Sneak Attack Against Regulation of Dangerous Snakes Countered in House of Representatives

Peter Jenkins

Sept. 20, 2011

Guest blogger Peter T. Jenkins is a lawyer and consultant working with the National Environmental Coalition on Invasive Species (NECIS), committed to preventing further harm from invasive, non-native plants and animals. He is Executive Director of the Center for Invasive Species Prevention (CISP).

If the federal government cannot regulate huge constrictor snakes that have already invaded twice in Florida, are preying on Endangered Species Act-listed species, can readily invade in other States and have killed more than a dozen people in recent decades, then what can it regulate? This all came to a head in Congress last week.

On Tuesday of last week, the National Environmental Coalition on Invasive Species learned from a friendly Capitol Hill source that the following day the House Committee on Oversight and Government Reform, under Chairman Darrell Issa (R-CA), was going to highlight this issue of regulating invasive snakes as part of his running assault against federal rulemaking. (The September 14th hearing promised an exploration of "How a Broken Process Leads to Flawed Regulations".) The late notice Majority staff gave to Minority staff and the public on the substance of the hearing and the witness list speaks for itself.

Representative Issa’s staff had invited a snake breeder, David Barker, to testify against a long-standing proposal by the U.S. Fish and Wildlife Service to list nine species of large constrictor snakes - boas, pythons, and anacondas - as prohibited “injurious species” under the Lacey Act (Issa also dedicated four pages to criticizing the listings in a report released that day). The injurious species section of the Act (18 USC § 42)  is 111 years old and it is widely criticized as too slow and ponderous to be effective, but the Service does occasionally list dangerous non-native species under the Act. After five years of study, preparation and analysis, the agency is finally on the verge of prohibiting these snakes from private importation and interstate commerce. There are some upset constrictor snake breeders out there who appear blind to the public interest, focused on preserving their apparently lucrative businesses.

The regulatory process started in 2006 with a petition from the South Florida Water Management District due to the notorious ongoing invasion of Burmese pythons in South Florida, which have severely disrupted ecological foodchains in the Everglades National Park and surrounding areas and have preyed on ESA-listed species, such as the wood stork and the Key Largo woodrat, along with dozens of other prey animals. The rulemaking has included a 300-page scientific study by snake experts and a major economic impact study, as well as a lengthy public comment period, strong support from the scientific community and many months of review by OMB. The OMB phase included several personal meetings with the breeding and pet industry opponents and our coalition also met with OMB staff to support the rule.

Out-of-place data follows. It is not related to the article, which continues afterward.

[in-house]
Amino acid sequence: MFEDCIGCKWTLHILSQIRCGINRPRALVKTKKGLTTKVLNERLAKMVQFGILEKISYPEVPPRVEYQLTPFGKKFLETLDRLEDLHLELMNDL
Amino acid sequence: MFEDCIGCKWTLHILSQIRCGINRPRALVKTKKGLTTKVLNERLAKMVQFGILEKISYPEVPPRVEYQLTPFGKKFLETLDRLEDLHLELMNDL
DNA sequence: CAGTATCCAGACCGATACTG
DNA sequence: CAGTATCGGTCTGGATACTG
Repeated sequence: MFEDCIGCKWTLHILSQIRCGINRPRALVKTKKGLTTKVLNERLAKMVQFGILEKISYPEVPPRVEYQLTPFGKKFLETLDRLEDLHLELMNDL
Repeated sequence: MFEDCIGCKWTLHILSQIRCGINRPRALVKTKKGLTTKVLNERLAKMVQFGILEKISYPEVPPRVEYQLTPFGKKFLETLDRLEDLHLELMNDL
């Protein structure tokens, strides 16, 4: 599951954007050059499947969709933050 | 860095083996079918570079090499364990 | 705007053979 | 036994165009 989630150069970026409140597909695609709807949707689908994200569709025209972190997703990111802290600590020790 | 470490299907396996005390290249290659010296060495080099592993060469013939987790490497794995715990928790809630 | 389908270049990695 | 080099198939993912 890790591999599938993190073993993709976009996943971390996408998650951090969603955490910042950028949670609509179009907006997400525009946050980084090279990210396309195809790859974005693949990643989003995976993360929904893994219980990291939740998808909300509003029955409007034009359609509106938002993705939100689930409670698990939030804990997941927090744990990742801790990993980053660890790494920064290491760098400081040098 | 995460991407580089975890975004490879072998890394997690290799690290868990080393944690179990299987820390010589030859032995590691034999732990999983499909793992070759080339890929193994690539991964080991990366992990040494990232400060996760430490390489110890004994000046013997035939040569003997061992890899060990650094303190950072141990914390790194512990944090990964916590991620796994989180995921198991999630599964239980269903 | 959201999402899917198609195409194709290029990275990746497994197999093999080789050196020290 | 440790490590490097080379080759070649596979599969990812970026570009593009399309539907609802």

All the major conservation and humane organizations strongly back the proposed regulation. Why? In a nutshell: 1) extensive past ecological damage these snakes have caused where they have been released by uncaring owners and invaded as a dominant “invasive species” 2) the numerous human deaths they have inflicted with at least 12 people strangled or crushed, including several children, according to press accounts in the last three decades, and likely many more deaths that did not get into the press (no wonder their owners regularly release them to the wild!); 3) the inhumane conditions these huge animals - up to 16 feet long - suffer as they are generally crammed into too-small cages; and 4) the potential for more invasions and deaths if they continue to be sold unrestricted across the country, as is the case now with only a few state law exceptions.

The federal rule would prohibit imports and interstate trade of only nine species. There are literally hundreds of safer alternative species of snakes and other reptiles that breeders could breed and sell besides these few dangerous constrictors. But, like the hyped-up “investors” in chinchillas, emus and super-trendy dog breeds, some snake breeders have convinced gullible buyers that rare pythons and other snakes with special colors or marking patterns are worth tens of thousands of dollars. While these breeders cringe at facing loss of this high-profit trade segment, the high value is not due to these snakes making good pets; it is their value as “status luxury goods,” like Louis Vuitton handbags.

Upon finding out about Mr. Issa’s sneak attack hearing, the NECIS coalition, as well as many Florida wildlife groups, jumped into action to help set the record straight on snake breeder Barker’s testimony trashing the Service’s proposal. Skeptical questions rained down on Barker from the Ranking Member, Rep. Elijah Cummings (D-MD) and Rep. Gerald Connolly (D-VA), who were clearly in disbelief that blocking regulation of killer snakes was a central part of the Chairman’s anti-regulatory, pro jobs agenda. In the end it was doubtful Mr. Barker’s appearance helped his cause (or Mr. Issa’s), but these days in Washington anti-regulation stakeholders’ forces don’t quit, they just go look for other favorable forums.

Meanwhile, NECIS is nervously waiting for the final rule to come out and trying to meet with the Service’s Director to push the issue forward. The rule has stalled and needs unsticking.

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